It is the task of Level 2 and Level 3 condition monitoring to correlate the components in the spectral analyses with the individual drive train parts and to set suitable frequency bands and warning and alarm thresholds for each measurement location. In total, the Danish drive train design depicted in Fig. 1 has about 200 bands that must be set and monitored if the condition monitoring strategy is to be in accordance with the Allianz Center for Technology (AZT) and GL WindEnergie certification. In addition, practitioners know that several harmonics and/or sidebands appear in frequency spectra such as those of tooth mesh frequencies—a phenomenon that further increases the number of frequency bands. Fig. 3
If the operator wishes to measure a tooth breakage in a planet gear, an adequate number of passes and about five minutes of measuring time are needed to measure any disturbances. For information on the bearing condition of the planet gears, suitable filters in the envelope spectrum must be selected and rotational frequency excitations in the envelope spectra monitored. Another important diagnostic tool for planetary bearings with spherical roller bearings is sideband analysis. Bearing play results in multiple sidebands that influence the acoustic and vibration–related running characteristics of the planetary stage.
Analysis of roller bearing and gear conditions is relatively straightforward if the frequency or order spectra remain unchanged over a period of weeks, months, or years, and if diagnostic parameters remain stable. Monitoring can be performed using so–called “traffic light” frequency spectra or by monitoring the corresponding diagnostic parameters. If the warning threshold is exceeded or the yellow area in the traffic light frequency spectra is reached, e–mails containing the frequency analyses are sent to the service specialist. The affected wind turbine is given a higher diagnostic priority, and diagnostic specialists are able to directly monitor the affected turbine and activate further special analyses. An alarm message is issued if the red area is reached. Additional diagnoses and selective maintenance can be planned for and prepared. Depending on the type of damage, advanced warning of up to six months can be achieved.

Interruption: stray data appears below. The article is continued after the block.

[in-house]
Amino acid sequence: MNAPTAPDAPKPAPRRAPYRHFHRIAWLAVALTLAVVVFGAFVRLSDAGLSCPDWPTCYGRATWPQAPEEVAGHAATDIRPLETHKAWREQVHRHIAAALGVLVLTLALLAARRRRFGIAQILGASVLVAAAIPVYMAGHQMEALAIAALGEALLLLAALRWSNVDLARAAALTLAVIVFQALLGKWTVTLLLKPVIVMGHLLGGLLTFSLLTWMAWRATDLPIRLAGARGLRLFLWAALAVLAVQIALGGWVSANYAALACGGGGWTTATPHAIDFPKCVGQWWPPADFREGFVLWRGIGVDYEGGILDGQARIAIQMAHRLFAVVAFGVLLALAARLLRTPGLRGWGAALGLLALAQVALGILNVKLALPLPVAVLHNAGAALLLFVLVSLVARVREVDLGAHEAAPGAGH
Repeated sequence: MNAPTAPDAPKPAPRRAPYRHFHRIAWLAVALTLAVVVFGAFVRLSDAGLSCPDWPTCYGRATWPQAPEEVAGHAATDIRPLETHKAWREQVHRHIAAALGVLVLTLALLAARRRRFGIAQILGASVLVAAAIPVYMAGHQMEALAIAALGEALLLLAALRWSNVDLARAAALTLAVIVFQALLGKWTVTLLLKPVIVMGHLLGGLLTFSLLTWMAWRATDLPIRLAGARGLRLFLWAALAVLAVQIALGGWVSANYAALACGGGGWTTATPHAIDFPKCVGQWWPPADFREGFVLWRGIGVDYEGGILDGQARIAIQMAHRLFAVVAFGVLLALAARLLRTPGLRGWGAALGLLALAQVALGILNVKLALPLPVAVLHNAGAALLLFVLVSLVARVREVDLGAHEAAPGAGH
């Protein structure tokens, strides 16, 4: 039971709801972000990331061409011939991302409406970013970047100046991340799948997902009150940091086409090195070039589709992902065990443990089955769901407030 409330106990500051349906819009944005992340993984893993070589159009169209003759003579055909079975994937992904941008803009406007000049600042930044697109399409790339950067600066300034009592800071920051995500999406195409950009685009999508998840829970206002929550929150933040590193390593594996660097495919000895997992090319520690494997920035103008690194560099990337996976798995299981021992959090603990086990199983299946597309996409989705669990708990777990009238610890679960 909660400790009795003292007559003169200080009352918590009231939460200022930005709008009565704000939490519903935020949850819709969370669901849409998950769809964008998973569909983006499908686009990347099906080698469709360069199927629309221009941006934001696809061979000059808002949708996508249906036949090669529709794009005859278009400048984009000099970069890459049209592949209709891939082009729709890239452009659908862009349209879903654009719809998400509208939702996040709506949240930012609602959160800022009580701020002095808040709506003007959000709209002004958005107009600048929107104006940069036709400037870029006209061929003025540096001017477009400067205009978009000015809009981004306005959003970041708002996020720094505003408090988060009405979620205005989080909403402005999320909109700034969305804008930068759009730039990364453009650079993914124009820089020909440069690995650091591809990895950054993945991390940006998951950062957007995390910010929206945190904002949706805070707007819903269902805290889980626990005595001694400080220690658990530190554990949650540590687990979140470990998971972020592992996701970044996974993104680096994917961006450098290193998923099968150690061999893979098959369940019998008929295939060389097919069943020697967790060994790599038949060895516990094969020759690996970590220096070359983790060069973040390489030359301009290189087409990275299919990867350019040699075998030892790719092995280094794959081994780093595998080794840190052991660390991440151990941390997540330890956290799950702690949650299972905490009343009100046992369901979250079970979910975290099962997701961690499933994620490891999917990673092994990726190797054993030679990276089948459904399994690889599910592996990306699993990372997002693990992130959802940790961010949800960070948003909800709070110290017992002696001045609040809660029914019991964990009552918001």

Experienced engineers are aware that the load on gears with planetary stages, helical gearing, and tooth corrections has a significant influence on vibration characteristics. When testing gear loads, the rule generally applies that measurements should occur at a minimum of 20 percent of rated torque and at the rated rotational speed. In the wind energy sector, it is state–of–the–art today for leading gear manufacturers to test wind turbine gearing at the rated torque and to measure and record parameters such as the frequency spectra of the vibration velocity during test runs. Such constant load conditions over extended periods only exist in exposed mountainous regions or offshore. In the case of onshore wind turbines, the mean wind force changes more or less hourly and the gear loads are influenced by wind gusts.
To perform mobile measurements, the minimum load should be present, and the effect of wind gusts should be averaged by using sufficiently long measurement periods. Moreover, repeat measurements must be measured in the same load window. Because of the unpredictability of wind speed, etc., external measurement technicians who have to travel long distances to make specific measurements rarely meet with the same wind conditions. It is for this reason that mobile condition monitoring solutions have been developed, making it possible for engineers to confine their vibration–based condition measurements to wind speeds of six to 10 m/s over extended measurement periods. The measurement locations, diagnostic procedure and measurement route can be prepared and all results saved for the specific turbine. The measurement results can then be downloaded from the Internet.
Fixed–Speed Stall–Controlled Turbines: Medium–sized wind turbines often use multipole generators that rotate at approximately 1,005 rpm at wind speeds up to six m/s and then switch to a higher speed of around 1,505 rpm at greater wind speeds. In this way the wind turbine can be operated close to maximum capacity at both low and high wind speeds. Fig. 4 shows an example of various parameters for this type of turbine with a pole–changeable generator measured over a three–day period: the generator power; the generator speed; the vibration severity of the gearbox, which is measured radially; and the vibration severity of the generator. The output signal in kW was taken from the control unit, the amplitudes of the vibrations in mm/s were determined using the frequency spectra measured online, and the speed in rpm was obtained by non–contact measurement. In this type of chart the varying load conditions can be identified and it can be concluded that, in this particular case, the rotational vibrations in the generator decrease at greater output. The reason for the high vibration amplitudes was a pronounced tooth correction that only took effect at the rated load. A requirement for this type of analysis and interpretation is knowledge of the gear design, and of course a suitable condition monitoring system. It is common that two–stage or three–stage spur gears are usually used up to approximately 450 kW, and planetary stages only come into use in the gear input stage in larger turbines.